24 October, 2013

The Rules: evidence and trends

Alright Internet, let’s clear a few things up:

Any given thing that happened is not necessarily evidence of that thing you’ve said is happening. Not necessarily.

So no, one bushfire is not necessarily evidence of dangerous climate change – but it may be, and that’s a discussion worth having. It just has to be had in a sensitive and rational way, not in the language of political soundbytes. The moment you start acting like your opponent is the moment you stop being any better than them.

However, if the only counter-argument you have is, “Oh, you shouldn’t politicise that,” then you don’t have much of a counter argument.

Yes, fire is a part of the Australian experience. In summer. New South Wales RFS standards for fuel reduction burns published in 2006 state that while southern NSW, south of the Illawarra should conduct controlled burns in autumn...
In northern NSW (generally Sydney north, and more particularly north of the Hunter district) bush fire hazard reduction burning is generally conducted in early spring, when fuels have dried out during the usual dry winter. http://www.rfs.nsw.gov.au/file_system/attachments/State/Attachment_20060131_C4C3FB83.pdf (page 8)
If you can see massive and catastrophic bushfires occurring a good two months before peak fire season and not at least think to yourself, “Bugger me, self! That’s a bit different,” then how thick are you?

Finally, if you need to look up Wikipedia to learn what the “rest of the world” thinks, then YOU ARE DOING IT WRONG and should immediately stop talking about anything.

For a start, Wikipedia is not Reddit. It’s intended for facts, not opinions, and the moderators of Wikipedia do a pretty good job of flagging articles that are questionable in their objectivity. Secondly, the entire point of Wikipedia is that it is crowd-sourced so there’s a strong likelihood that the article Minister Hunt is referencing in the interview above was written by an Australian. Thirdly, although Wikipedia is pretty good about weeding out non-objective content and general vandalism, that still takes time and if the page Greg Hunt mentioned has not already been edited to blame bushfires on Liberal politicians and bunyips by now, then the spirit of Aussie larrikinism is not what I remember.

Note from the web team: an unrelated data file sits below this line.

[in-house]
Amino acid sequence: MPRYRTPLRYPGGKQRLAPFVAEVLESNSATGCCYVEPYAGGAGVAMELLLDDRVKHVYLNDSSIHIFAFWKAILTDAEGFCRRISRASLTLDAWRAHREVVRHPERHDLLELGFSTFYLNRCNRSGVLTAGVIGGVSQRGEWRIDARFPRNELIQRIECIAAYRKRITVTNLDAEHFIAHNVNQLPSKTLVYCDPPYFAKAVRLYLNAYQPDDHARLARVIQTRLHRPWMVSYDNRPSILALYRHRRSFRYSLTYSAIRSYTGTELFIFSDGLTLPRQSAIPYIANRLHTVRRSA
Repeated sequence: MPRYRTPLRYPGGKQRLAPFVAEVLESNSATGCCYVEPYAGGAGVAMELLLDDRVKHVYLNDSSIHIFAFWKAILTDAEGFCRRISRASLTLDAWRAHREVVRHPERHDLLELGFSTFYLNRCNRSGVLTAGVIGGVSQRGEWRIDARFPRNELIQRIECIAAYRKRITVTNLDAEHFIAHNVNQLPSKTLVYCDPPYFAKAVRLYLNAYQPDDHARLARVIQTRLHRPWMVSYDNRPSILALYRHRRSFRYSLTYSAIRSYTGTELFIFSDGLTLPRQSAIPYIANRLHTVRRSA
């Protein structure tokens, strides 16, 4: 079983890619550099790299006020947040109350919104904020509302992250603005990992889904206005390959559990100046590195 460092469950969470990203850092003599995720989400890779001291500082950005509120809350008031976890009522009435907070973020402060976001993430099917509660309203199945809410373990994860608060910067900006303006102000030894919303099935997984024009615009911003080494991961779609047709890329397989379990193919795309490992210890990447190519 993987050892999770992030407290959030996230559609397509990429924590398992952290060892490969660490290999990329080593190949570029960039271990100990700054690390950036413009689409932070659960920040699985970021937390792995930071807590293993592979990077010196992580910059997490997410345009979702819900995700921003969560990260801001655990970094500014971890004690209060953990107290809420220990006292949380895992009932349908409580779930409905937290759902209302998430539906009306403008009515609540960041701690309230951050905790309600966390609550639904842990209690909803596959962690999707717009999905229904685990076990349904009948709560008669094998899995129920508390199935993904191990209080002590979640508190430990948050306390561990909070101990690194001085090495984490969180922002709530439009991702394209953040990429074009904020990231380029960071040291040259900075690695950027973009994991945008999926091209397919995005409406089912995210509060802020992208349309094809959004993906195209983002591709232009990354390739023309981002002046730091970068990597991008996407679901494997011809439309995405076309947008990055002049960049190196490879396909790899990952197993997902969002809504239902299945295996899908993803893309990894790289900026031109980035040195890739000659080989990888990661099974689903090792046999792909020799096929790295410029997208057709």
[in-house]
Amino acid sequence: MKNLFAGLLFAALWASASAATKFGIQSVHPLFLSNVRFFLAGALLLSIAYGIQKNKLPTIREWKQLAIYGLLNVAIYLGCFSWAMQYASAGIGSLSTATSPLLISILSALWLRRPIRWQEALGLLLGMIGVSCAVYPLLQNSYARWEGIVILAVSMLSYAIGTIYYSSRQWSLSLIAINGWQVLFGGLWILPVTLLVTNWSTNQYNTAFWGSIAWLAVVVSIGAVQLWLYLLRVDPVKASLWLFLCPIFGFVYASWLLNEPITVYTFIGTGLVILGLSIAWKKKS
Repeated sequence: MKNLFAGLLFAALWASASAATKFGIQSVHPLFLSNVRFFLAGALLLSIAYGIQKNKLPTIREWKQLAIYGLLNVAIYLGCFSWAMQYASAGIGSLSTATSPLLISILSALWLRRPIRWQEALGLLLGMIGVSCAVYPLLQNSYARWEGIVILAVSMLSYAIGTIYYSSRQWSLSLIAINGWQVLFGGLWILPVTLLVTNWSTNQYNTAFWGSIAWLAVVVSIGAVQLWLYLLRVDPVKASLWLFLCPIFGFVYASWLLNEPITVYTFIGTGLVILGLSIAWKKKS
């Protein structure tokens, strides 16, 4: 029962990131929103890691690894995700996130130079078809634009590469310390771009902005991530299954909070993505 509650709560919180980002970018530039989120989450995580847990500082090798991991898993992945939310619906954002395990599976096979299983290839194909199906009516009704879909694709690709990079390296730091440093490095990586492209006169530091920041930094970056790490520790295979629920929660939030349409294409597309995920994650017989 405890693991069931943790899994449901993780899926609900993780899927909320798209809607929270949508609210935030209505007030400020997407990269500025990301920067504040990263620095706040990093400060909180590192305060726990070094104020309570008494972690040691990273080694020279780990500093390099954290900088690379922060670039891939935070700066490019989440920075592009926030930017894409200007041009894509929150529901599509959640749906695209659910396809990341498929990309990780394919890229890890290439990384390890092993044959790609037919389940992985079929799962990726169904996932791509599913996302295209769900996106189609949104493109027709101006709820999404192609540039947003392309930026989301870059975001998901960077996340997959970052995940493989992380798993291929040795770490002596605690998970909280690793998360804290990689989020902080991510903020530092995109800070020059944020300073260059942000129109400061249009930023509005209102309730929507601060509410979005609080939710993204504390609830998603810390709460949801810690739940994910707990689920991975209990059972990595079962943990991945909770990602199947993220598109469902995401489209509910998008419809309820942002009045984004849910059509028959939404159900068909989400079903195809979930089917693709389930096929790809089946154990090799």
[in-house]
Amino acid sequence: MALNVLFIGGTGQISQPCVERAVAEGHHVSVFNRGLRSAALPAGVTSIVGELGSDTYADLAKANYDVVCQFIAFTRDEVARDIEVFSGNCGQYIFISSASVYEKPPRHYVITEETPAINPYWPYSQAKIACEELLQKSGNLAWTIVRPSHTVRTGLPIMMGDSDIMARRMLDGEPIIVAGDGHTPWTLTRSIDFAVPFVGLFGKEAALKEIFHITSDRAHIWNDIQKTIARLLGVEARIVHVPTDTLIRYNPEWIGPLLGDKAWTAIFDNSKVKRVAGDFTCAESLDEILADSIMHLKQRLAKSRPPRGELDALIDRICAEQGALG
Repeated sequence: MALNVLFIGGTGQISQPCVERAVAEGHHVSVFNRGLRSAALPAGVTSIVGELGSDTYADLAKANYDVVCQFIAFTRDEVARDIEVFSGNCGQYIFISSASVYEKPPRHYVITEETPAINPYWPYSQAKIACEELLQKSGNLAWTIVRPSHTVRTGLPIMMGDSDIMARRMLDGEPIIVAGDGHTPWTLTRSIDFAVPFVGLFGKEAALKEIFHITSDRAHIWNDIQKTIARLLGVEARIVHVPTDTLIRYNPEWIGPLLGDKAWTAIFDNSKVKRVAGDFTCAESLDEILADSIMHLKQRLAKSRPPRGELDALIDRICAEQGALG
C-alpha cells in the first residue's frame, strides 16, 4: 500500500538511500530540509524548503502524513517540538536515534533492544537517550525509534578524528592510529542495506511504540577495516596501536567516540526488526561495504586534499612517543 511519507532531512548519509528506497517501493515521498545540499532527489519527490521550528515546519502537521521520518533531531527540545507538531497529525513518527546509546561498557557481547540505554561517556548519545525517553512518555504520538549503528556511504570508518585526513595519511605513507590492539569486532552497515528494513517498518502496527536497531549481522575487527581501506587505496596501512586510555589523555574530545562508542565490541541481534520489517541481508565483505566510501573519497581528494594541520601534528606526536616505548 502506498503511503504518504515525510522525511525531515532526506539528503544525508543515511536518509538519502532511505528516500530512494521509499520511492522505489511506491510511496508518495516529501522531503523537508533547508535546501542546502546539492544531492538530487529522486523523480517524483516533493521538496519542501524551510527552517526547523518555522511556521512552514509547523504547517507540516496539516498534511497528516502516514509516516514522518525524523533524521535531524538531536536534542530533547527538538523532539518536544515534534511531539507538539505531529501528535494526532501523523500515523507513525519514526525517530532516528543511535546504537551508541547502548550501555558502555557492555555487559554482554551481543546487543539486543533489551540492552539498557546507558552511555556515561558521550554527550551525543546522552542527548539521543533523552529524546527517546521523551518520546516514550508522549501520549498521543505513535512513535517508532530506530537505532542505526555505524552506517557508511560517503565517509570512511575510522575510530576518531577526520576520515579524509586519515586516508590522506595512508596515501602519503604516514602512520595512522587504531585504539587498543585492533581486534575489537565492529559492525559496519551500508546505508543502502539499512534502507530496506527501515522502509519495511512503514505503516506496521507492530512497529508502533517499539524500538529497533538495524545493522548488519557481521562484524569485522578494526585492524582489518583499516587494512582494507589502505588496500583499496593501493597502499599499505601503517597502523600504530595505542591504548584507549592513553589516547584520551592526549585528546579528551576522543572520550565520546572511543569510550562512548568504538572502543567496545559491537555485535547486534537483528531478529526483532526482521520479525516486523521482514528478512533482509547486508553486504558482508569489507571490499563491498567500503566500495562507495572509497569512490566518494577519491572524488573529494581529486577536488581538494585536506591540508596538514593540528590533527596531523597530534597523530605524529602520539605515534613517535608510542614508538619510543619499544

Speaking of larrikinism, I can only assume the BBC bleeped out the word ‘crap’ to spare the sensibilities of international listeners, but if you’re an Australian who gets an attack of the vapours about “swearing” on the radio when someone quotes Prime Minister Tony “shit happens” Abbott to you, then you really, really need to get a grip.


  1. What is really crappy is that it has also been noted that the very same Wikipedia article Hunt mentions - that lists all the major Australian bushfires of the last 150 years or so- also details how much closer in frequency they have become. So I'm guessing its just a case of 'Sh*t Happens'


  2. Nice, we can rely on your calm, rational thinking once again. Climate change involves trends, & as such, we need to look in individual incidents in context. Bushfires in October in SE Australia, & Hurricane Sandy, are massive spikes in the data

    1. Thank you. And you're exactly right. To ignore shifts in the norm is folly.